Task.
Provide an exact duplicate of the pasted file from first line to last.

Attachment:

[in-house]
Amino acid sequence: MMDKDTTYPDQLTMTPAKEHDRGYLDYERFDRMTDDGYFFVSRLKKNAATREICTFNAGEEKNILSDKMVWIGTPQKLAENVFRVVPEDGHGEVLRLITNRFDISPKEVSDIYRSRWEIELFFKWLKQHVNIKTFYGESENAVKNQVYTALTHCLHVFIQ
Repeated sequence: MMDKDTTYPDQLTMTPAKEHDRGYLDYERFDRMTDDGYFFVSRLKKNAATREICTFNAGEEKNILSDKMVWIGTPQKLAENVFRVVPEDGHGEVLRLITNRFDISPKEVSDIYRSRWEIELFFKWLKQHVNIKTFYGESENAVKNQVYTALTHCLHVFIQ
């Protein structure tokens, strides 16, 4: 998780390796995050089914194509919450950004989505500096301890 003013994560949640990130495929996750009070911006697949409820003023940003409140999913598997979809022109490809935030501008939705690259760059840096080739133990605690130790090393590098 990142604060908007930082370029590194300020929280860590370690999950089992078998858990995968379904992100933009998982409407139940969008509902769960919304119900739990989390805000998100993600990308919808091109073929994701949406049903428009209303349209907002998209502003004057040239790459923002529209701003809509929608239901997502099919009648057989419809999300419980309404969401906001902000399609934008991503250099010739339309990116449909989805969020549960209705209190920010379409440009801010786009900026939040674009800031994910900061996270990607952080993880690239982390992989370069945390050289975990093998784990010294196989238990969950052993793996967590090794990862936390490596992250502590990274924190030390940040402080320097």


[in-house]
Amino acid sequence: MMDKDTTYPDQLTMTPAKEHDRGYLDYERFDRMTDDGYFFVSRLKKNAATREICTFNAGEEKNILSDKMVWIGTPQKLAENVFRVVPEDGHGEVLRLITNRFDISPKEVSDIYRSRWEIELFFKWLKQHVNIKTFYGESENAVKNQVYTALTHCLHVFIQ
Repeated sequence: MMDKDTTYPDQLTMTPAKEHDRGYLDYERFDRMTDDGYFFVSRLKKNAATREICTFNAGEEKNILSDKMVWIGTPQKLAENVFRVVPEDGHGEVLRLITNRFDISPKEVSDIYRSRWEIELFFKWLKQHVNIKTFYGESENAVKNQVYTALTHCLHVFIQ
């Protein structure tokens, strides 16, 4: 998780390796995050089914194509919450950004989505500096301890 003013994560949640990130495929996750009070911006697949409820003023940003409140999913598997979809022109490809935030501008939705690259760059840096080739133990605690130790090393590098 990142604060908007930082370029590194300020929280860590370690999950089992078998858990995968379904992100933009998982409407139940969008509902769960919304119900739990989390805000998100993600990308919808091109073929994701949406049903428009209303349209907002998209502003004057040239790459923002529209701003809509929608239901997502099919009648057989419809999300419980309404969401906001902000399609934008991503250099010739339309990116449909989805969020549960209705209190920010379409440009801010786009900026939040674009800031994910900061996270990607952080993880690239982390992989370069945390050289975990093998784990010294196989238990969950052993793996967590090794990862936390490596992250502590990274924190030390940040402080320097």